Comparing them to European settlers in early America, Demens further highlighted their moral qualities, such as prohibitions on liquor, tobacco and divorce. He exhorted them as “the only part of the masses who know how to think and who do think.”
In January 1906, the archives reveal, the territorial government and the Molokan leaders signed a land deal. It allowed the Molokans to come to Hawaii to work on a plantation in a land subdivision called Kapa'a on the island of Kauai, learning to cultivate sugar cane and bringing their relatives to join them. When the current plantation company’s lease expired in 1907, the deal pledged that the Molokans could take over, not as wage laborers but as settlers with their own lease rights to 5,000 acres on which to live and work.
Starting to work the land
Within a few hours of landing in Honolulu in February 1906, the advance party of 39 families of Molokan settlers set out for Kauai. Once there, they began building houses. The archives show the manager of the Kapa'a plantation was hopeful, calling their effort “a good augury.”
But once they began to learn to farm sugar cane, trouble followed. The hundreds of longtime Japanese, Hawaiian and Portuguese employees were angry that these strangers, fresh off the boat, were in line to receive a lease over the whole plantation. The longtime workers began to find employment elsewhere, leaving the plantation short of labor.
For the Japanese workers, in particular, being displaced by Russians stung: They had won the Russo-Japanese War just months before. Some Japanese workers refused to work with the Russians, citing the recent conflict as the reason in conversations with the plantation manager. Others reported being the objects of Russian aggression, even saying they had been told, “You Japs drove us out of Manchuria, but we will now drive you out of Kapa’a.”
As indicated by plantation manager George Fairchild’s letters to the settlement’s chief supporter, James B. Castle, the Russian settlers then started to act as if they already owned the lease to the Kapa’a lands. They even told other laborers that the other laborers would soon be working for the Russians and tried to sublease local rice paddies to small farmers.
Making matters worse, the Molokans were used to the cool, arid mountains of the Caucasus, not the hot, humid slopes of Hawaii. Archival records show they also resented the strict labor discipline the sugar cane plantation managers required and refused to work more than 10 hours a day, earning derision from the locals, who were accustomed to 12-to-14-hour days. And they tried to plan for their eventual takeover of the lease, proposing to the manager that each family work a separate section of cane.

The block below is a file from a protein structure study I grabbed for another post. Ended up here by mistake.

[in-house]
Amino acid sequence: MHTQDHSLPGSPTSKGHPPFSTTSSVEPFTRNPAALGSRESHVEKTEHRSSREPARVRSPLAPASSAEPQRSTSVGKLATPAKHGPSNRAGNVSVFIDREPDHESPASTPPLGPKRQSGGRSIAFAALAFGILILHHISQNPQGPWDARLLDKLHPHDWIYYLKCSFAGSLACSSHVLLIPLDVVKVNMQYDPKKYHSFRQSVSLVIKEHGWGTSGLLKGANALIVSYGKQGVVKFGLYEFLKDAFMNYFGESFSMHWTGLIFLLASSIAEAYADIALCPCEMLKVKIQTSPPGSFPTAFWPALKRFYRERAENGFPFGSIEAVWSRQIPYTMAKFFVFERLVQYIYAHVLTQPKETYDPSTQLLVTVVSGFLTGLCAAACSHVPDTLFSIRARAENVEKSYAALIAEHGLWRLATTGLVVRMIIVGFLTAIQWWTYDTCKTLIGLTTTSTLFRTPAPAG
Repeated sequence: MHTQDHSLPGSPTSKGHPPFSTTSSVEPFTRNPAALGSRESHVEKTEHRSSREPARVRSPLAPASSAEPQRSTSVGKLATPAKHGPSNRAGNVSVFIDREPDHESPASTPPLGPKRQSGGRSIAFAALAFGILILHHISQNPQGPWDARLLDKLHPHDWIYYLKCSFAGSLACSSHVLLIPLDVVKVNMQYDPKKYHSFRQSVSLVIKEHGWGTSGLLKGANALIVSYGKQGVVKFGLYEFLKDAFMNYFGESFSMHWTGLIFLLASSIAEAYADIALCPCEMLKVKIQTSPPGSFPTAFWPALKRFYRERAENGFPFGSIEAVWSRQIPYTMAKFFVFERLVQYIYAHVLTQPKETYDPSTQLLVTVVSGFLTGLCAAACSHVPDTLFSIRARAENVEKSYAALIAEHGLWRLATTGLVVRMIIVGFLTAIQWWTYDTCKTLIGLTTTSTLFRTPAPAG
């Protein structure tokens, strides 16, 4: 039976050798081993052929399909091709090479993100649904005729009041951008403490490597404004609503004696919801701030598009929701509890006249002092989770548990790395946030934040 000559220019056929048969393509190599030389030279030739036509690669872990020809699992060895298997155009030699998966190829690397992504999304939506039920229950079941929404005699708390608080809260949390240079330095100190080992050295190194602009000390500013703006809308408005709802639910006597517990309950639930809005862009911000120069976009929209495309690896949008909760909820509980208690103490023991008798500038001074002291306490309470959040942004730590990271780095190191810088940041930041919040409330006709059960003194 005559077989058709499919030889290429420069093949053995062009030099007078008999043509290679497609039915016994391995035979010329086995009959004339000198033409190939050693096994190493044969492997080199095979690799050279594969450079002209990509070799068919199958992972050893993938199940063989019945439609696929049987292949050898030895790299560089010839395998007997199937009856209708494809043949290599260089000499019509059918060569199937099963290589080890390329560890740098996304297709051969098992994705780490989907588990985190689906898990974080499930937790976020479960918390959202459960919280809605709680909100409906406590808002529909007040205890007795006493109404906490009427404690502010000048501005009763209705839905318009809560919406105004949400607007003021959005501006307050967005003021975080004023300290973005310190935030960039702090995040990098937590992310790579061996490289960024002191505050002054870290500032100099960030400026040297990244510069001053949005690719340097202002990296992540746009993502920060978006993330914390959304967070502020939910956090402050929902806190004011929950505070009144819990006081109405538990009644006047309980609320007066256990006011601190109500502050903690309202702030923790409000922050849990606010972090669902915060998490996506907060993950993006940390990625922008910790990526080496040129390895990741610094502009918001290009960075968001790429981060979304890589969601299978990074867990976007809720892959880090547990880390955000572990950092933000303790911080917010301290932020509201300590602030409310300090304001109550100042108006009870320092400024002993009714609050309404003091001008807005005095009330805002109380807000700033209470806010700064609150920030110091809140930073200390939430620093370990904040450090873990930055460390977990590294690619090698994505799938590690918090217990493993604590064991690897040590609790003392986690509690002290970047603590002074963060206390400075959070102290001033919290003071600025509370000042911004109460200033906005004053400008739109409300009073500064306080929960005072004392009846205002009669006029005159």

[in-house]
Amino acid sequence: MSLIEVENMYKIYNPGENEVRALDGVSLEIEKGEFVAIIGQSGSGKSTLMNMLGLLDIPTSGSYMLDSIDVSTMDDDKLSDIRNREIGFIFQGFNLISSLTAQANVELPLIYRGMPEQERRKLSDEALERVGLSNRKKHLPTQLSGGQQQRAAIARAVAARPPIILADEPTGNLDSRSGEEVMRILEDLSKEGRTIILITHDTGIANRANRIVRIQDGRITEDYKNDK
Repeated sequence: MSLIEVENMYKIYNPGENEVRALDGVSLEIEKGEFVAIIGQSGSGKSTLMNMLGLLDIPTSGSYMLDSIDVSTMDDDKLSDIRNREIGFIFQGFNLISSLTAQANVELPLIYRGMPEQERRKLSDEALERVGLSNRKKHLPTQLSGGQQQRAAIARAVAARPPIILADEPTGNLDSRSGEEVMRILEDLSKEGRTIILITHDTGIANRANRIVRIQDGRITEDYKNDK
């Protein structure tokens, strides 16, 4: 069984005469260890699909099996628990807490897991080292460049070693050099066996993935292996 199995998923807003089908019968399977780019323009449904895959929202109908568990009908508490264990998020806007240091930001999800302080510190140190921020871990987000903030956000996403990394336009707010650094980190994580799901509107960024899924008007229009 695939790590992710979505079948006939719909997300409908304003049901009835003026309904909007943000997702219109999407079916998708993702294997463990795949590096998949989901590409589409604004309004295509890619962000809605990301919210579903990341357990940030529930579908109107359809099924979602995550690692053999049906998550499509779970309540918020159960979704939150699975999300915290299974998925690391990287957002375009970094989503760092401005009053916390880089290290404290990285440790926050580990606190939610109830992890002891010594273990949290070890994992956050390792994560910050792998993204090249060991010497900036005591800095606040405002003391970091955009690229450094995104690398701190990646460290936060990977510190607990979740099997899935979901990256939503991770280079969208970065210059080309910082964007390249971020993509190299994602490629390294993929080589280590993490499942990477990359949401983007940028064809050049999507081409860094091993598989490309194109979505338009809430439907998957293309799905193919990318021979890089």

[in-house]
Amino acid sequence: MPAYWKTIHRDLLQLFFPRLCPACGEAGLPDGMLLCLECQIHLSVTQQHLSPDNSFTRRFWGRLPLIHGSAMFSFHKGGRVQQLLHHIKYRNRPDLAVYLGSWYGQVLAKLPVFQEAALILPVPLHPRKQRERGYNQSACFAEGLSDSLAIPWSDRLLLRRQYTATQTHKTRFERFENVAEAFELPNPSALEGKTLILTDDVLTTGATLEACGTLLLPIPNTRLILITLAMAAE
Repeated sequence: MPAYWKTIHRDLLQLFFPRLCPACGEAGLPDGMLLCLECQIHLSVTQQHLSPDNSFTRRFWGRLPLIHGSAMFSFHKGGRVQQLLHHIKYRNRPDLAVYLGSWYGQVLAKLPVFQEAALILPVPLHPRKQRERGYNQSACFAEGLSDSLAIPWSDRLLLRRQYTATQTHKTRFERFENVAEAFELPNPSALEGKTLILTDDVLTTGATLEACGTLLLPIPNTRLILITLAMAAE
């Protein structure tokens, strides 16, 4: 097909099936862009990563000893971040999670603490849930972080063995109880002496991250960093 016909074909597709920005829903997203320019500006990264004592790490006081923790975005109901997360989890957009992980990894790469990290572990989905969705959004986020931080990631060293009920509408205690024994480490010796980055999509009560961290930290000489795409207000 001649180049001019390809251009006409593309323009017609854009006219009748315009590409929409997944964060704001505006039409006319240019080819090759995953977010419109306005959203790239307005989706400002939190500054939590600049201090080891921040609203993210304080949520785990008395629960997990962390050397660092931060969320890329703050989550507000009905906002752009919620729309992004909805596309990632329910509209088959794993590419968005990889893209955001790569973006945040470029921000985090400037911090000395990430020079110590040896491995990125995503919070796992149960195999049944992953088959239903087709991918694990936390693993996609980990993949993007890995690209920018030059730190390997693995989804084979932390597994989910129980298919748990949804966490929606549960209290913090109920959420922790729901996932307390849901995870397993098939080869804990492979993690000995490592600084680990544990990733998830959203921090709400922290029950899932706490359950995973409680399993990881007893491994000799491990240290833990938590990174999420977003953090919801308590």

A short-lived effort
Having hoped for a peaceful and prosperous settlement, the Molokans faced open resentment by other plantation workers, who likely feared being displaced as more Molokans arrived, and constant complaints from managers about the quality of their work.
Most of them left Kauai, and even Hawaii altogether, by early July 1906 – less than six months after their much-heralded arrival. The failed experiment laid bare the flawed concept of Americanizing the islands by increasing the white population. While other labor migrants, such as Portuguese, earned a better reputation with the planters and remained in numbers sufficient to establish a significant cultural presence in the islands, the demographic makeup of the islands would change little in the coming decades.
The plantations went back to relying on the labor of people already in Hawaii, as well as people arriving from the Philippines, which had recently become a U.S. colony.
But for a brief moment, thanks to widely shared notions of white supremacy and colonization as a positive force, even people as different as the Russian Molokans could be likened to the Pilgrim fathers of American settler myth: people who simply by virtue of their looks and background symbolized civilization, progress and a powerful connection with an imagined past.
This article is republished from The Conversation, an independent nonprofit news site dedicated to sharing ideas from academic experts. It was written by: Stepan Serdiukov, Indiana University. The Conversation has a variety of fascinating free newsletters.
Stepan Serdiukov does not work for, consult, own shares in or receive funding from any company or organization that would benefit from this article, and has disclosed no relevant affiliations beyond their academic appointment.